• I did say "something like" before and "may actually have multiple LEDs per vertical section" after my diagram because I knew that, but had no way to positively verify the particular number of LEDs or resistors from the eBay page alone. The principle is the same in any case. Valid point about the series stuff, though it wouldn't fit the op's use case anyway. Please see the chat. – Los Frijoles Apr 12 '17 at 5:46

These strips are composed of multiple parallel segments of three series LEDs plus resistor. When you add multiple strips together they are still in parallels so the voltage does not change. You want a power supply that's exactly what you will already said, 12 volts at 4 amps or higher.

Keep in mind that flexible printed circuits like these LEDs are on have a high resistance so the voltage will drop the farther down the line the LEDs are from the power source. The ones at the end will be less bright. Ideally you would provide power every five meter section, with a parallel connection using regular wires.

• My goal is to avoid powering every 5m strip individually if possible. Another member had recommended I supply 20 A to the entire strip, but I suppose the voltage would still drop, right? – Jacob G. Apr 12 '17 at 2:34
• Yes. Your options are power it in the middle, or both ends or multiple points. You don't need multiple power supplies, you could do it by running a long 18 or 16 AWG pair of wire alongside the led strip. This parallel conductor would reduce the resistance of the circuit. – Passerby Apr 12 '17 at 2:37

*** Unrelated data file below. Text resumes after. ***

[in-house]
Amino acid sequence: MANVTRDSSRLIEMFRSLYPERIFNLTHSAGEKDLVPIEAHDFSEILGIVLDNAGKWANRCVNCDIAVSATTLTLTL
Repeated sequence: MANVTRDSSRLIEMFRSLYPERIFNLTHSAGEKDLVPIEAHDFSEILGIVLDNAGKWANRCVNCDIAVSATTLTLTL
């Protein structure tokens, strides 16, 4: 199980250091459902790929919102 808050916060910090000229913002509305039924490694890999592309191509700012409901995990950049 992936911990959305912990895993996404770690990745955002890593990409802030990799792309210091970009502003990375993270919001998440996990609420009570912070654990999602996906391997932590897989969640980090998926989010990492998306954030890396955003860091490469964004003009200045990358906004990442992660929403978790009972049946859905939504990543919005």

• I'm hoping that the combined strips can form a giant circle around the room so that I can connect them together and power it from a single point, thank you though! – Jacob G. Apr 12 '17 at 2:38
• That will help. – Passerby Apr 12 '17 at 2:56

Due to the limit of 3 cascaded strips, series cascade operation is not an option and rather separate AWG 16 wiring from power source to a group of 3 or less.

I would suggest 4 strings with 48V to 56V with 5A supply and a PWM dimmer so your eyes are not blinded. 12V strings are usually design to run at 14.2V auto voltages. This way the current does not add.

But if you use an ATX supply rated for 20A then use no more than 3 in parallel cascaded strings as the 1st strip conductors will get warm and drop voltage.

Use "star" central wiring instead to either end.

DO NOT CASCADE 5x 48W LEDSTRIPS in parallel END-TO-END

Either connect all at same end with heavier or =AWG 14 or use AWG 16 to each LEDSTRIP or use series higher voltage. but any PC ATX 500W ought to work as long as cables are not too long for voltage drop.

• Obviously one person (-1) has no idea what I am talking about but should. – Sunnyskyguy EE75 Apr 12 '17 at 2:42
• Hooking them up in series would require equal load on each, which is not guaranteed and once LEDs in one start failing, the others will get more voltage and you will have a runaway situation. – winny Apr 12 '17 at 5:34